As a result of the company’s security failures, a hacker infiltrated InfoTrax’s server, along with websites maintained by the company on behalf of clients, more than 20 times from May 2014 until March 2016. In March 2016, the intruder accessed about one million consumers’ sensitive personal information, according to the complaint.

InfoTrax did not detect these intrusions until March 2016, when it was alerted that its servers had reached maximum capacity. This alert was due to a data archive file created by the hacker who had infiltrated its network. InfoTrax’s security failures not only affected its network but also the websites of its clients, the FTC alleges.

The personal information that the intruder obtained can be used to commit identity theft and fraud. The FTC alleges that InfoTrax’s failure to provide reasonable security for personal data in its care violated the FTC’s prohibition against unfair practices.

As part of the proposed settlement with the FTC, InfoTrax and Rawlins are prohibited from collecting, selling, sharing, or storing personal information unless they implement an information security program that would address the security failures identified in the complaint. This includes assessing and documenting internal and external security risks; implementing safeguards to protect personal information from cybersecurity risks; and testing and monitoring the effectiveness of those safeguards.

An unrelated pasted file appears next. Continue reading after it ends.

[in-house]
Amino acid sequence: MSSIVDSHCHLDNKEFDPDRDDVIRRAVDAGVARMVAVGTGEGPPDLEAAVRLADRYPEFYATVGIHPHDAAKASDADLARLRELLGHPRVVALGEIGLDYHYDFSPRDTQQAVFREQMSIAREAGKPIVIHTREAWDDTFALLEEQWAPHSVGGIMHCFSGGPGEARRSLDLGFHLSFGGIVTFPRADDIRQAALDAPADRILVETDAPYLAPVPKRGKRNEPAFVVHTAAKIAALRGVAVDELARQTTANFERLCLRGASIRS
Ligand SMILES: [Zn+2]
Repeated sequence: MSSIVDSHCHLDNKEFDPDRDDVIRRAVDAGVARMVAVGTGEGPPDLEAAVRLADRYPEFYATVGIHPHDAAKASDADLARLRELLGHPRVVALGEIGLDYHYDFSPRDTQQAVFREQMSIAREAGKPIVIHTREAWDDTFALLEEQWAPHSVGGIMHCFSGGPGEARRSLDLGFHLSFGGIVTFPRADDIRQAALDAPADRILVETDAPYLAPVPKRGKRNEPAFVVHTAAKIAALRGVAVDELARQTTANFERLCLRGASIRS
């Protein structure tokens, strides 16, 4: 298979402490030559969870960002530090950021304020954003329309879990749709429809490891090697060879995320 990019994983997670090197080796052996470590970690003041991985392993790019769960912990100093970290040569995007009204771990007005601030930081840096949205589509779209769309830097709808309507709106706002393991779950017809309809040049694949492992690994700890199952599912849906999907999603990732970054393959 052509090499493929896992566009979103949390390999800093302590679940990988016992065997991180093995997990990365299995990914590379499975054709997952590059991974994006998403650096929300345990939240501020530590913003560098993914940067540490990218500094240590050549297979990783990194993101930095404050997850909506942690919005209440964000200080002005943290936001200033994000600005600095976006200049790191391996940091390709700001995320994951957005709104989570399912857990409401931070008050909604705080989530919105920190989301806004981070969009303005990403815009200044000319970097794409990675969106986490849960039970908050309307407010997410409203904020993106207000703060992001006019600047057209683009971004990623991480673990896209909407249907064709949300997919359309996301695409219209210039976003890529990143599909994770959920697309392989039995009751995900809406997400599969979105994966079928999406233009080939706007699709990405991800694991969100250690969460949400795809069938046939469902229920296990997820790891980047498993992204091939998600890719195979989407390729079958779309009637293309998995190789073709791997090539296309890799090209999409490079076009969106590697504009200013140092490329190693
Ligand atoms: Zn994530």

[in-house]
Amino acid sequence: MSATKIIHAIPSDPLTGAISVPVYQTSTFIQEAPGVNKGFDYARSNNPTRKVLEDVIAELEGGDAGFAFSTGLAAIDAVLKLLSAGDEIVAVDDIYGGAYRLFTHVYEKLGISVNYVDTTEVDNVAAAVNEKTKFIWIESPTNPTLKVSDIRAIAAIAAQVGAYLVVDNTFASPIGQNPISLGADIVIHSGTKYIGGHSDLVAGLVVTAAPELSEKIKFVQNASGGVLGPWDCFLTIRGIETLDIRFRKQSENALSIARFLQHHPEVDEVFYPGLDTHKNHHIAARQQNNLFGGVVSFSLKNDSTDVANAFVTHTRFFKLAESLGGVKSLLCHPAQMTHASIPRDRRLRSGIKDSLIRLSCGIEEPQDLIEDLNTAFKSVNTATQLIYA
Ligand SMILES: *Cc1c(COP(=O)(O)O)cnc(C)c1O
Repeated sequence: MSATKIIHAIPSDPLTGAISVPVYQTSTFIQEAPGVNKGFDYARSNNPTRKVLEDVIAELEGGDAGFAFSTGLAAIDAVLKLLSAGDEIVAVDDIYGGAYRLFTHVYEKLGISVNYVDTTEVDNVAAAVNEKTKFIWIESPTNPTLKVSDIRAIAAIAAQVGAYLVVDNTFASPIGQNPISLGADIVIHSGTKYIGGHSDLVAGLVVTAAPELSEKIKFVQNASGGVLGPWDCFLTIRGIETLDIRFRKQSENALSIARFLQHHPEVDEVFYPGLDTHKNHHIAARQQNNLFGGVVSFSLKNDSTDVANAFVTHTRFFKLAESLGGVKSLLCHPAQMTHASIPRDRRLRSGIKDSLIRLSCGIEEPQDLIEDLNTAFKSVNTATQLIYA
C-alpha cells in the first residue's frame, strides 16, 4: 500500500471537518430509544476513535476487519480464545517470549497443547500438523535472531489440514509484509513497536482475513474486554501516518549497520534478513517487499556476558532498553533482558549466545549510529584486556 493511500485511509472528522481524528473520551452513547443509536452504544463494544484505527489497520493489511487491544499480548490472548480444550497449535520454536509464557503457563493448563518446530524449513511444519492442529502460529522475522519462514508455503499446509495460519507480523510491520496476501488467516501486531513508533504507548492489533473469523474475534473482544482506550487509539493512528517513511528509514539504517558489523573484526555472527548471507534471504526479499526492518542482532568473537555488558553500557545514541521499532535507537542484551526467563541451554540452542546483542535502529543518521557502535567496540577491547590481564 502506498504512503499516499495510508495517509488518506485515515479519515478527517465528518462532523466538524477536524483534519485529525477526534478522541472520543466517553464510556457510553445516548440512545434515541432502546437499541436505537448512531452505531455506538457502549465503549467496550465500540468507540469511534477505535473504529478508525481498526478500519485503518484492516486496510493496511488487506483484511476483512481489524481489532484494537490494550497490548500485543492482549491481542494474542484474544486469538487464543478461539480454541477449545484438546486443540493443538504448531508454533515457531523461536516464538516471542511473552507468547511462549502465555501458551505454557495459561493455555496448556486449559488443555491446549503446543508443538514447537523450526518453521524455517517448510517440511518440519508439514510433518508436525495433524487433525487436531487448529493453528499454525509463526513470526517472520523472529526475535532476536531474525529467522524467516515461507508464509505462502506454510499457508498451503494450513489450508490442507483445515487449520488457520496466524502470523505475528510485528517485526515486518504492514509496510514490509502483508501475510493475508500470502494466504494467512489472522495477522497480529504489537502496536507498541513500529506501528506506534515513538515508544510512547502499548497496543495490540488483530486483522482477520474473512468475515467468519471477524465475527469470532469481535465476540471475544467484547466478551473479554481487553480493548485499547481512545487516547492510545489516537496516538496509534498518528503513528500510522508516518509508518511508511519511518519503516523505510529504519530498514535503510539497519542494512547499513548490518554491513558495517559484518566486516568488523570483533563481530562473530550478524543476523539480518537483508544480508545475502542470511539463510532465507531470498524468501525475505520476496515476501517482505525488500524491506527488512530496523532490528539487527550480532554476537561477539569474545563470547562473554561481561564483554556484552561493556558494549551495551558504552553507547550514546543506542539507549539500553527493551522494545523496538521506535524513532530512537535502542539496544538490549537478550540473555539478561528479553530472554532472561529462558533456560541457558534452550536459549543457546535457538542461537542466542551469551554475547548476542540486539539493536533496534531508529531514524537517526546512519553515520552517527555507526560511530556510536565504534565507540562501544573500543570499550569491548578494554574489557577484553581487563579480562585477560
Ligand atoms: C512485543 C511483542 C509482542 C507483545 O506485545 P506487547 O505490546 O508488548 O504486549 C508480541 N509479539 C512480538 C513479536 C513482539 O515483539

In addition, the proposed settlement requires the company to obtain third-party assessments of its information security program every two years. Under the order, the assessor must specify the evidence that supports its conclusions and conduct independent sampling, employee interviews, and document review. Finally, the order grants the Commission the authority to approve the assessor for each two-year assessment period.

The Commission vote to issue the administrative complaint and to accept the proposed consent agreement with InfoTrax and Rawlins was 5-0. Commissioner Christine S. Wilson released a concurring statement.

The FTC will publish a description of the consent agreement package in the Federal Register soon. The agreement will be subject to public comment for 30 days after publication in the Federal Register after which the Commission will decide whether to make the proposed consent order final. Once processed, comments will be posted on Regulations.gov.

NOTE: The Commission issues an administrative complaint when it has “reason to believe” that the law has been or is being violated, and it appears to the Commission that a proceeding is in the public interest. When the Commission issues a consent order on a final basis, it carries the force of law with respect to future actions. Each violation of such an order may result in a civil penalty of up to $42,530.

Compliance & Privacy Partners provides smart and affordable privacy compliance, data governance and risk-management solutions designed to help organizations build privacy programs, assess, manage and remediate risks and demonstrate defensible compliance. We offer and support a variety of data privacy management platforms which include data subject fulfillment workflows, records and PI inventory management, vendor assessment and policy adherence tools, privacy impact assessments, file analysis projects and records retention enforcement.

Call us today at 323-413-7432, schedule a free consultation or visit us at www.capp-llc.com to learn more about our tailored privacy compliance solutions.